What is PCIe 5.0?

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PCIe 5.0 is the fifth and latest generation of the Peripheral Component Interconnect Express (PCIe) interface technology, the widely used standard that allows peripherals and components including solid state hard drives to connect to a computer’s motherboard and communicate with the central processing unit (CPU). It promises to meet the growing need for faster and more efficient data storage and transfer solutions by doubling speed and bandwidth, reducing latency, and cutting down on boot and processing times.

This article delves into how PCIe 5.0 storage works, its advantages, and whether it’s a good investment to upgrade from its predecessor.

What Is PCIe 5.0?

The first generation of PCIe was introduced in 2003. PCIe 5.0 was introduced as a direct successor to PCIe 4.0 and is quickly becoming an popular alternative. It is both backward- and forward-compatible, meaning it will work with devices using past generations of PCIe as well as any future versions.

Because it supports 400 gigabit Ethernet and can handle nearly double the throughput of PCIe 4.0, it allows for high-speed networking and is mostly used by enterprise businesses and data centers that handle large amounts of data rather than individual users.

How Does PCIe 5.0 Affect SSD Storage?

Solid state hard drives (SSDs) are one of the computer components that benefit most from the higher speed capabilities of PCIe 5.0. With a data transfer rate of 64 GB/s, PCIe 5.0 allows for shorter boot times and faster application launches in addition to overall system performance improvements.

It also provides reliable high-speed data processing for such tasks as video editing and 3D rendering of large files. The effects of this increased speed are most notable when PCIe 5.0 drives are paired with other same-generation hardware components, such as high-performance graphics cards, as part of a harmonized ecosystem.

Both ends need to support the PCIe 5.0 standard to take advantage of it, so a PCIe 5.0 device connected to a motherboard that only supports PCIe 4.0 will be limited to the earlier standard’s speeds. As of mid 2023, very few PCIe 5.0 devices have launched, but SSDs are among those that have, with more coming onto the market all the time.

Benefits of Upgrading to PCIe 5.0

Upgrading to new PCIe 5.0 hardware can present numerous benefits over early versions, especially when combined with other high-speed data transfer and processing components.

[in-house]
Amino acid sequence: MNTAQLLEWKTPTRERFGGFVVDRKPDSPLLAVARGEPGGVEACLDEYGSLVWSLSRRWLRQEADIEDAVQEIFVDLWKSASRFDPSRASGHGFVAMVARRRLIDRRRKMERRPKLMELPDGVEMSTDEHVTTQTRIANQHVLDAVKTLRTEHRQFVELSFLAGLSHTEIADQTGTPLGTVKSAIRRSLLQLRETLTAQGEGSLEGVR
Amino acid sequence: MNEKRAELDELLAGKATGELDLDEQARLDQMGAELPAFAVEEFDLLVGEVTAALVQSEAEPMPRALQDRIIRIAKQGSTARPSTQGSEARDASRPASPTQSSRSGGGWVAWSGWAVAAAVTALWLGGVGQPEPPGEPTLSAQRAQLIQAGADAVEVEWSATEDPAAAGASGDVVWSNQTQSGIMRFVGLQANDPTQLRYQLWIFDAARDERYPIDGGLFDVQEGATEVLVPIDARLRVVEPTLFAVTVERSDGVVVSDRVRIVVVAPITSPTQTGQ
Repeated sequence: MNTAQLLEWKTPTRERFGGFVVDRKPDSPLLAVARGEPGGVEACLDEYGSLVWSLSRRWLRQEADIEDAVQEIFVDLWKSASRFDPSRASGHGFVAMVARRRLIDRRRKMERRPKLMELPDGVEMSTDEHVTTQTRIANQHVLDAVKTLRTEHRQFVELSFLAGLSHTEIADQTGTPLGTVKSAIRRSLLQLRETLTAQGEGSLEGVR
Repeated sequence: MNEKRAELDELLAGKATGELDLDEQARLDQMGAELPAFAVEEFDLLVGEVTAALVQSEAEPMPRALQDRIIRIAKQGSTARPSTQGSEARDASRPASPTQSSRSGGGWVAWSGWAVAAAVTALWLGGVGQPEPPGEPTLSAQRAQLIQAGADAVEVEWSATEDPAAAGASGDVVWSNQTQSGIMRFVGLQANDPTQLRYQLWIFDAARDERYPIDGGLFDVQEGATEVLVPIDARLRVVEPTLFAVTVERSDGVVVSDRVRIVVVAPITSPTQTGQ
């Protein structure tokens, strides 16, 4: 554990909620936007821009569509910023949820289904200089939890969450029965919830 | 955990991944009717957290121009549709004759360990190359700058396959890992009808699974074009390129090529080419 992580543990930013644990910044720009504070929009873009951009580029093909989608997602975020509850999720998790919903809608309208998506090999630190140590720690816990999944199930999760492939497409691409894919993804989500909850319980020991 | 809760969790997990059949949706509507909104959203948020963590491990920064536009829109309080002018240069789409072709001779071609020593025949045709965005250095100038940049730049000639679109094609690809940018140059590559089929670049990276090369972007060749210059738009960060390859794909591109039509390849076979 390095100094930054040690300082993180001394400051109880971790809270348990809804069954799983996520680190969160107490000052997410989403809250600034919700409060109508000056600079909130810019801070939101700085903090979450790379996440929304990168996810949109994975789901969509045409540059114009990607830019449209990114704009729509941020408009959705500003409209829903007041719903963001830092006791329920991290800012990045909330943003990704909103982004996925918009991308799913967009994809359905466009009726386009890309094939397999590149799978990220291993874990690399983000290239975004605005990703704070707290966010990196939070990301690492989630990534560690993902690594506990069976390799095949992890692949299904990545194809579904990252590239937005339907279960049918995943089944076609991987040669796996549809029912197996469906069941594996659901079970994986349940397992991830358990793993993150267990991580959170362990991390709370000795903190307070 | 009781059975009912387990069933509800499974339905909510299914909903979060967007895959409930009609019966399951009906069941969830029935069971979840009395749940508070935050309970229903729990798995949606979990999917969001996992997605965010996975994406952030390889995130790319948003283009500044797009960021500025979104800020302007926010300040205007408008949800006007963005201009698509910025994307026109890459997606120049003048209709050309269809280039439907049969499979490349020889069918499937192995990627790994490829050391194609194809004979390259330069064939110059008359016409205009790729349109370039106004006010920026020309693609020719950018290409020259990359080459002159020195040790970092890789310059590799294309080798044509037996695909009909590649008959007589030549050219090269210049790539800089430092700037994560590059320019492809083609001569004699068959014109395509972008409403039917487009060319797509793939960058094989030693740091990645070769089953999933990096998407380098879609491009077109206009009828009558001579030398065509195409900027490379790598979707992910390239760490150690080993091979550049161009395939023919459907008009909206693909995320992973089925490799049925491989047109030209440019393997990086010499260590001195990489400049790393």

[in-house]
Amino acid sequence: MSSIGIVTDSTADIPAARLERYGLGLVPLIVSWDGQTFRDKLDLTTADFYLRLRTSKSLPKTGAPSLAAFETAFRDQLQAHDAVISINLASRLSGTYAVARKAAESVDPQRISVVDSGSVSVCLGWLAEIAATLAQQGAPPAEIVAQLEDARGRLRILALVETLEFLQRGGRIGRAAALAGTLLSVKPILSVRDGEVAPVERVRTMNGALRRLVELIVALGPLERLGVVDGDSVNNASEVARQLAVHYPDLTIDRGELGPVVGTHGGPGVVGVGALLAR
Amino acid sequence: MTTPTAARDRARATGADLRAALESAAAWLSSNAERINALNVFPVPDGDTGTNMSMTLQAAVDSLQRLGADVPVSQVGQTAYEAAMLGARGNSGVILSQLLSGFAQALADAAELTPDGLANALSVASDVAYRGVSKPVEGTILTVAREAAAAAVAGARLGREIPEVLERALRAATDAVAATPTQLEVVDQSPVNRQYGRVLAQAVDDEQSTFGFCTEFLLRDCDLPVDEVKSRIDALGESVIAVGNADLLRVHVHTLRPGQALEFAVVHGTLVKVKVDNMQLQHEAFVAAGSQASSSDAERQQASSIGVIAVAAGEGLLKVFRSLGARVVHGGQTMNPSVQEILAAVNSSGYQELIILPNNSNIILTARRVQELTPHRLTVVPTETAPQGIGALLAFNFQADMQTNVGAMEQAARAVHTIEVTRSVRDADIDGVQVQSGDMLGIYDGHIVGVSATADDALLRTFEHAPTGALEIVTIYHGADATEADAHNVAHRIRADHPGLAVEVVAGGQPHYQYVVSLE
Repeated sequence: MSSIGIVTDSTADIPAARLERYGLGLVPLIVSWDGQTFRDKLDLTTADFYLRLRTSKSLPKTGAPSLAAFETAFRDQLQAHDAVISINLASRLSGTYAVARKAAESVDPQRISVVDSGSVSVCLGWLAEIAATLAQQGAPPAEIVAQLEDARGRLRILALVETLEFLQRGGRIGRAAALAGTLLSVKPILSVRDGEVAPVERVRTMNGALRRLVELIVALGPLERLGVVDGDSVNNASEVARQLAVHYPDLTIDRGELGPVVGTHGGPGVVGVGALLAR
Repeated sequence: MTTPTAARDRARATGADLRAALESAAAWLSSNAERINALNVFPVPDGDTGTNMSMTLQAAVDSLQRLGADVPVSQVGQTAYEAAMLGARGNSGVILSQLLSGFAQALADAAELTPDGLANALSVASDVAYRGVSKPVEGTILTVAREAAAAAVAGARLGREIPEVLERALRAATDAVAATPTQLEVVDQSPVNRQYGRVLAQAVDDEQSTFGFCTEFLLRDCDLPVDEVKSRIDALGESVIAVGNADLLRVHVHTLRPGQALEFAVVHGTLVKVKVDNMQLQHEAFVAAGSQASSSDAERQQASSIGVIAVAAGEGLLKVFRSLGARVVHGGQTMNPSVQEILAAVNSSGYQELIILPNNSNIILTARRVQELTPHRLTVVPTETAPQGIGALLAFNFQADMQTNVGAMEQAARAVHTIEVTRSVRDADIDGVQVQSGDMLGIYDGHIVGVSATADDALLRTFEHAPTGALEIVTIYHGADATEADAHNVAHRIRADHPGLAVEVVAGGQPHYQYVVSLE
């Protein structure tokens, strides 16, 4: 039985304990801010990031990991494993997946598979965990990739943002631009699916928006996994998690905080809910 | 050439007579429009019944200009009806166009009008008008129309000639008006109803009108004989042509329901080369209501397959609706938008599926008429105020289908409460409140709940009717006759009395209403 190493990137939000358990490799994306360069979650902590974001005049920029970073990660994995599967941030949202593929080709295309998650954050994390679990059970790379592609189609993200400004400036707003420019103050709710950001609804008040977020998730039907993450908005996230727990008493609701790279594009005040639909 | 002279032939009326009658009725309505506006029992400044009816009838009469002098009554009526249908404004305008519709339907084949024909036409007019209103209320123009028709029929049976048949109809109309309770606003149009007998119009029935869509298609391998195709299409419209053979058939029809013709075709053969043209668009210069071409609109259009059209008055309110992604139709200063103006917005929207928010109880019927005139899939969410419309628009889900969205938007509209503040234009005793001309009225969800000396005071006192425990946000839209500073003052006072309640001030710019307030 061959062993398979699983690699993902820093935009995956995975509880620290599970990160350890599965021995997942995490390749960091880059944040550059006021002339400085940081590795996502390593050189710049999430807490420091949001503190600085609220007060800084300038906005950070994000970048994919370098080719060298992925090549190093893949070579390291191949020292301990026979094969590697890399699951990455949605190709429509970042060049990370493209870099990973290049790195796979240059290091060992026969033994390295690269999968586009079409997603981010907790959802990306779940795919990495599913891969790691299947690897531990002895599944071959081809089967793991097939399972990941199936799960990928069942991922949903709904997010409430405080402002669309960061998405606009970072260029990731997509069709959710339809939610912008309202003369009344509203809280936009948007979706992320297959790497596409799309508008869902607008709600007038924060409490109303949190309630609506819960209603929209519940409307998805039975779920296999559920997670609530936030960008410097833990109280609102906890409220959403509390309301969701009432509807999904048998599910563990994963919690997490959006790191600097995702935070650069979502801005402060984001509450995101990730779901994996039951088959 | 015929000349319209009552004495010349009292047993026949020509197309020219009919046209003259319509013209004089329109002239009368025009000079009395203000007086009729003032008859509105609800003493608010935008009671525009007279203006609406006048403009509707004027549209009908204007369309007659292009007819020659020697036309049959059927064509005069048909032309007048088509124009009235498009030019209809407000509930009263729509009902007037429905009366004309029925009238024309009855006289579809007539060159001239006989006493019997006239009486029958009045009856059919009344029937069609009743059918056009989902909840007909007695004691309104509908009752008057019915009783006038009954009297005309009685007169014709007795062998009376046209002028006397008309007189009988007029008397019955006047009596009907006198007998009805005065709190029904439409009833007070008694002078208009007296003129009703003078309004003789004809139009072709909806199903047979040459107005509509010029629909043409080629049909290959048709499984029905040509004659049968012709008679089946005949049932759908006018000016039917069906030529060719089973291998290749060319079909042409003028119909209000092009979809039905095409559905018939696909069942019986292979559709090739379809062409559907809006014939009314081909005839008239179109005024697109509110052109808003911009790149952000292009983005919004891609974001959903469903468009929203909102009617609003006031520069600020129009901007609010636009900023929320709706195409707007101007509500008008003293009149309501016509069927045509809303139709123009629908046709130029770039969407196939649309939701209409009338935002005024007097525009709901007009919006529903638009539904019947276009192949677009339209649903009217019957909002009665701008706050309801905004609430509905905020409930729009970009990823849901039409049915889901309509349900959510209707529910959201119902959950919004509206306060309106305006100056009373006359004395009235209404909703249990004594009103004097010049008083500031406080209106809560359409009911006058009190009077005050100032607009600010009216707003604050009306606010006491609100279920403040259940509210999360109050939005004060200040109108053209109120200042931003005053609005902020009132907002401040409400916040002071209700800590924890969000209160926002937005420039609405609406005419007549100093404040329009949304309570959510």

Higher Bandwidth

PCIe 5.0 offers double the data transfer bandwidth of the previous version, allowing up to 400 GE/s per lane. The higher bandwidth results in faster data flow and higher rates of communication between the computer’s primary components and other hardware elements.

Faster Read/Write Speeds

Increased bandwidth also means faster read/write times for SSD storage, allowing for considerably faster file transfer and drastically reduced loading times.

Reduced Latency

Faster data transfer rates lead to a reduction in data latency, providing a more responsive and smoother user experience. This is particularly noticeable in data-intensive tasks such as gaming, video editing, 3D rendering, or pulling data from a data center.

Enhanced Performance for Data-Intensive Workloads

PCIe 5.0 interfaces enhance the performance of data-intensive frameworks and algorithms, such as machine learning (ML), artificial intelligence (AI), and high-performance computing, all of which require high bandwidths to work optimally.


While still relatively new and exceeding the expectations of data centers and processing capabilities, upgrading to PCIe 5.0 prepares systems for the increased demands of higher data speeds, larger bandwidth, and less latency.

Cost of PCIe 5.0 SSDs

The average cost of a PCIe 5.0 SSD varies greatly depending on manufacturer and storage capacity, but are considerably higher than fourth generation devices. A June 2023 survey of drives revealed an average cost-per-terabyte (TB) of about $200. Expect the cost to drop and average drive capacities to climb as adoption and production increase and the technology becomes more mainstream.

Until then, PCIe 5.0 SSDs are a better fit for enterprise business with the budget and need to improve processing and data transfer speeds, and for professional individuals in need of smaller data storage quantities for their own use.

Bottom Line: PCIe 5.0 Storage

While PCIe 5.0 standard is still relatively new, with limited availability of components supporting it, it has pushed the boundaries of data processing and storage technology by providing reduced latency and higher bandwidth and transfer speeds. With its noticeable improvements over PCIe 4.0, it can prove a worthwhile investment for individual professionals and data-reliant corporations, despite a relatively steep price tag. As the technology becomes more widespread and easier to build, specs will continue to improve and prices will drop as availability and market choices grow.

Anina Ot
Anina Ot
Anina Ot is a contributor to Enterprise Storage Forum and Datamation. She worked in online tech support before becoming a technology writer, and has authored more than 400 articles about cybersecurity, privacy, cloud computing, data science, and other topics. Anina is a digital nomad currently based in Turkey.

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